What Must I Do To Be Saved?
Dwight Lyman Moody’s Last Sermon in London. Preached in Camberwell Hall, Sunday Evening, July 11th, 1875.
Suppose you do not want to hear a sermon (on this last night) so much as you want to know how to be saved. I want, if I can, to answer that question, “What must I do to be saved?” There is no question that can come before us in this world that is so important; and I think that there is not a man in this audience to-night who does not feel interested in it.
I heard a man, when he was going out the other night, saying: “I do not believe in sudden conversion. I do not believe what the preacher said to-night, that a man could come in here a sinner, and go out a Christian.” Now, I want to say that I do not believe in any other conversion. I do not believe that there ever has been a conversion in the world that was not instantaneous, and I want you to mark this: not but what many cannot tell the day nor the hour when they were converted. I will admit that: they may not know the time; but that does not change the great fact that there was a time when they passed from death unto life; that there was a time when they were born [ABCOG: begotten] into the kingdom of God. There must have been a minute when their name was written in the Book of Life. There must have been a time when they were ere lost, and a time when they were saved; but we may not be conscious when the change takes place. I believe the conversion of some is like the rising of the sun, and of others like the flashing of a meteor. But both are instantaneous, really, in the sight of God. There must be a time when life begins to rise; when the dead soul begins to live.
Now, this evening I want to take up some of the Bible illustrations. In the first place, there is the ark. There was a minute when Noah was outside of the ark, and another minute when he was inside. And, bear in mind, it was the ark that saved Noah: it was not his righteousness; it was not his feelings; it was not his tears; it was not his prayers. It was the ark that saved him. If he had tried to make an ark of his feelings, or of his prayers, or of his life, he would have been swept away: he would have been drowned with the rest. But, you see, it was the ark that saved him.
When I was in Manchester, I went into the gallery one Sunday night to have a talk with a few inquirers; and while I was talking, a business man came in, and took his seat on the outskirts of the audience. I think, at first, he had come merely to criticize, and that he was a little skeptical. At last I saw he was in tears. I turned to him, and said, ” My friend, what is your difficulty?” “Well,” he said, “Mr. Moody, the fact is, I cannot tell.” I said, “Do you believe you are a sinner?” He said, “Yes; I know that.” I said, “Christ is able to save you”; and I used one illustration after another, but he did not see it. At last I thought of the ark, and I said: “Was it Noah’s feelings that saved him? Was it Noah’s righteousness that saved him, or was it the ark?” “I see it, now,” said he; “I see it.” He got up and shook hands with me, and said: “Good-night: I must go. I have to go away by the train to-night; but I was determined to be saved before I went. I see it now.”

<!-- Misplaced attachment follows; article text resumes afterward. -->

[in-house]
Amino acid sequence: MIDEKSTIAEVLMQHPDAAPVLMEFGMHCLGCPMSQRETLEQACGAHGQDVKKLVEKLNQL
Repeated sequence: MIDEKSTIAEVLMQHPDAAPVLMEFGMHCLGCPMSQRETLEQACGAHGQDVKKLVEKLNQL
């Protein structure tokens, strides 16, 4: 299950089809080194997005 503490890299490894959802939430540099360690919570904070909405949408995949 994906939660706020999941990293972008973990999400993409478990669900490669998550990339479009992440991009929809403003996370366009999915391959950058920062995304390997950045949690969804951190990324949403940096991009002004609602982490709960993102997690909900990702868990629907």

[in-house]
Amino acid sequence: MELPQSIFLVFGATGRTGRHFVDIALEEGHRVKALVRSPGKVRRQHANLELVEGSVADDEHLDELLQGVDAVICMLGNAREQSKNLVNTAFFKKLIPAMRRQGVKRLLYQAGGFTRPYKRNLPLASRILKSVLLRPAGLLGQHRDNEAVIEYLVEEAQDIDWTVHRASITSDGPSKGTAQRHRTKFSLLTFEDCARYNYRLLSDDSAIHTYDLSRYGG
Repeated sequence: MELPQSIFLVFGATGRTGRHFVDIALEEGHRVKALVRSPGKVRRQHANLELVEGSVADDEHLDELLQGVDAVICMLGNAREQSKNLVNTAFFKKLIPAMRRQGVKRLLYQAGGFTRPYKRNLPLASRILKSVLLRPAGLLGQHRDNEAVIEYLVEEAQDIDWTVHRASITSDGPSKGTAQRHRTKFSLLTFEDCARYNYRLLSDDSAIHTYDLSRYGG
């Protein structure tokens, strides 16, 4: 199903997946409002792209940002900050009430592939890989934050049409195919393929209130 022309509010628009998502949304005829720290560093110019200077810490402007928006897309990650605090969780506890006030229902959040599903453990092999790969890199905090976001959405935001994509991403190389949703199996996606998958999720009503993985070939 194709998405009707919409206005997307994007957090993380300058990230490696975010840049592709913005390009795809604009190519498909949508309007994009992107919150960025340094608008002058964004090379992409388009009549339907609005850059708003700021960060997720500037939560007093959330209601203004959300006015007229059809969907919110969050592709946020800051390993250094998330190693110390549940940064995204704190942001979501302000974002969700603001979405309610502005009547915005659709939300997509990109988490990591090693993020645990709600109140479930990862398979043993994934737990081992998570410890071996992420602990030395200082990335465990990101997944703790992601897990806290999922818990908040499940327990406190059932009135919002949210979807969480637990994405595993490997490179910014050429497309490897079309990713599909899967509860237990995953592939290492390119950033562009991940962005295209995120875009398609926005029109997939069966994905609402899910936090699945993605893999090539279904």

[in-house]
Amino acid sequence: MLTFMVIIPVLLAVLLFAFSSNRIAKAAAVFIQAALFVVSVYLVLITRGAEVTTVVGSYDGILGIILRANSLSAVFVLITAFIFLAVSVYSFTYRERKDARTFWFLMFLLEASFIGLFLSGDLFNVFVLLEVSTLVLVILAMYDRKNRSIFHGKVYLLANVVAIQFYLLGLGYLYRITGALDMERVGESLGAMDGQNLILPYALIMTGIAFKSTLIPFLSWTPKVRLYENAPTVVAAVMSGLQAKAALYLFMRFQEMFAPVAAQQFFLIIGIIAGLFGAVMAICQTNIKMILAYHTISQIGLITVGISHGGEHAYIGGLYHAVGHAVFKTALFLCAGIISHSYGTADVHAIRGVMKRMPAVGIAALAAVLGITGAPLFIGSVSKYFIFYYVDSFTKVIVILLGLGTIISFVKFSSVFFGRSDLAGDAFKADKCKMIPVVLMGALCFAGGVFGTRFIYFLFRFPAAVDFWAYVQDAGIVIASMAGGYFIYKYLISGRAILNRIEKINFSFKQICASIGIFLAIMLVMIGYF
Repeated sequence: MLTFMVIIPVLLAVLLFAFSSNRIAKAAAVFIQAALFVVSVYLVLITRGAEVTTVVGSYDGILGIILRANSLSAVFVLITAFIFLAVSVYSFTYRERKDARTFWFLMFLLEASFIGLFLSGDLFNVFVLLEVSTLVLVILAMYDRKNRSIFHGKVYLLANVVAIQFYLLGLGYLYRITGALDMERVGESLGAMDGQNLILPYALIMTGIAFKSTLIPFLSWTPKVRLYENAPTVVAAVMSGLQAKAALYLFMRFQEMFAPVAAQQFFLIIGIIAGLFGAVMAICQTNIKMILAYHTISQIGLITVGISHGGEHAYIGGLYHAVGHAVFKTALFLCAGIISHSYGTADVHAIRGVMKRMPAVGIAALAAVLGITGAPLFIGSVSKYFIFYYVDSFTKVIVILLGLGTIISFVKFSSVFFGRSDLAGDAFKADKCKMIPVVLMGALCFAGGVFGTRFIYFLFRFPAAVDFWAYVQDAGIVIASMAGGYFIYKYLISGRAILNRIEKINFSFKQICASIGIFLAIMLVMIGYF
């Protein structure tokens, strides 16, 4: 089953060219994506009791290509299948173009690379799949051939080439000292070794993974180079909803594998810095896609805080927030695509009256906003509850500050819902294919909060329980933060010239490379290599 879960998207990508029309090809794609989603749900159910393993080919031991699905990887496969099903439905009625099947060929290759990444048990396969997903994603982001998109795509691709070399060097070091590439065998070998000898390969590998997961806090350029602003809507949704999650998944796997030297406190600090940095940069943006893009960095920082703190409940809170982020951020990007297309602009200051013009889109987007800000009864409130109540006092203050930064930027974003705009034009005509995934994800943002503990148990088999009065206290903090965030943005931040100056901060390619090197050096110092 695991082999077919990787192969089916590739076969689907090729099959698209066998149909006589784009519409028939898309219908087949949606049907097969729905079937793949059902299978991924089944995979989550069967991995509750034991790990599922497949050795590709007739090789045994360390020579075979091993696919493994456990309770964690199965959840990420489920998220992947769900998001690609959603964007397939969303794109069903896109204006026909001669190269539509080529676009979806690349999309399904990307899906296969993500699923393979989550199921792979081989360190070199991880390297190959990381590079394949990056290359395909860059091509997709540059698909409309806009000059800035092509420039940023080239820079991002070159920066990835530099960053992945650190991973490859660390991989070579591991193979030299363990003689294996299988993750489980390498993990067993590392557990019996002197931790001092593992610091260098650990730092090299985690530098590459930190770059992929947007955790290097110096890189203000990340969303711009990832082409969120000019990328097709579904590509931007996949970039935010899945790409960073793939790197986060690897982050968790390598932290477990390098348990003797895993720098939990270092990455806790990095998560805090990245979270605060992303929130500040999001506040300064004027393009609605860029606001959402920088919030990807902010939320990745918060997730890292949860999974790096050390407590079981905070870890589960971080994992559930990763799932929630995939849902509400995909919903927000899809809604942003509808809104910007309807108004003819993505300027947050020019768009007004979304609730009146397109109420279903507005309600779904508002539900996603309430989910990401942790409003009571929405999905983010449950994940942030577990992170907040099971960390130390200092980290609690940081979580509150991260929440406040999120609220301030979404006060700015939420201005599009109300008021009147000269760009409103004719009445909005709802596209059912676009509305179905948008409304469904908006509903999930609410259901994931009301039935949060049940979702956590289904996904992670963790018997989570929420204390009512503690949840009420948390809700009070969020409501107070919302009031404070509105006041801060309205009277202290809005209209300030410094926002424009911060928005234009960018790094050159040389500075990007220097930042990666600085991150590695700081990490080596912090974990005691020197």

A few days after, he came and touched me on the shoulder, and said, “Do you know me? ” I said, “I know your face, but do not remember where I have seen you.” He said, “Do you not remember the illustration of the ark? I said, ” Yes.” “It has been all light ever since,” said he. “I understand it now. Christ is the Ark; He saves me; and I must get inside Him.” When I went down to Manchester again, and talked to the young friends there, I found he was the brightest light among them.
Let me take another illustration. There was the blood in Goshen. God says, “When I see the blood I will pass over you.” Now He does not say, “When I see Moses’ feelings, or the feelings of the people, I will pass over you”; or, “When I see you praying and weeping, I will pass over you”; but, “When I see the blood I will pass over you.” It was the blood that saved them, not their righteousness. And a little child by that blood in Goshen was just as safe as Moses or Aaron or Joshua or Caleb. It was the blood that saved them. Look! there is the Jew taking the hyssop. He dips it in the blood, and strikes it on the doorpost. One minute it is not there: the next it is there. The moment the blood is there they are saved. God says, “When I see the blood I will pass over you.” Some people say, “If I were only as good as that minister I should feel so safe” or, “If I were only as good as that mother in Israel who has been praying fifty years for the poor and unfortunate, should I not feel very safe? ” My friends, if you are behind the blood, you are as safe as any man or woman who has been praying for fifty years. It is not their righteousness and good works that are going to save them. They never saved any one. God says, “When I see the blood I will pass over you.” [ABCOG: Moody understands “pass over” to mean “bypass”. It can also mean “hover over to protect”] And when I am sheltered behind the blood, then I am saved; and if I am not sheltered behind the blood, I am not saved. That was instantaneous, was not it? God says, “When I see the blood, it shall be a token, and I will not enter.” Death came down and passed over Egypt; and where the blood was on the doorpost he passed by; but where the blood could not be found, in he went and took the victim away. The great palaces could not keep out death; wealth and position could not keep out death. He went and took the Crown Prince of Egypt; he took the richest and the poorest, the highest and the lowest. Death makes no distinction, except a man is behind the blood.